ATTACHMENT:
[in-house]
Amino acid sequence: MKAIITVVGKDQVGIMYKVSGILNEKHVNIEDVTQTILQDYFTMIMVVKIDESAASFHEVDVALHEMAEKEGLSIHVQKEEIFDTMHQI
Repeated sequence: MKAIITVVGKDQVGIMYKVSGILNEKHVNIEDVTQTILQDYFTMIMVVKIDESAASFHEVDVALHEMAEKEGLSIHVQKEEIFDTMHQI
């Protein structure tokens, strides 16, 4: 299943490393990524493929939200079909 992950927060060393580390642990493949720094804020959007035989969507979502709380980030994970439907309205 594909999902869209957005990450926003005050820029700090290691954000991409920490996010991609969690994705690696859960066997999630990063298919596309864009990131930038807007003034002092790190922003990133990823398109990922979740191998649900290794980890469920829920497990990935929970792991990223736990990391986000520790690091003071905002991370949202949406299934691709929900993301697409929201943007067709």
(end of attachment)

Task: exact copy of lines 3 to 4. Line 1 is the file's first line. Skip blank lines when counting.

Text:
Repeated sequence: MKAIITVVGKDQVGIMYKVSGILNEKHVNIEDVTQTILQDYFTMIMVVKIDESAASFHEVDVALHEMAEKEGLSIHVQKEEIFDTMHQI
């Protein structure tokens, strides 16, 4: 299943490393990524493929939200079909 992950927060060393580390642990493949720094804020959007035989969507979502709380980030994970439907309205 594909999902869209957005990450926003005050820029700090290691954000991409920490996010991609969690994705690696859960066997999630990063298919596309864009990131930038807007003034002092790190922003990133990823398109990922979740191998649900290794980890469920829920497990990935929970792991990223736990990391986000520790690091003071905002991370949202949406299934691709929900993301697409929201943007067709």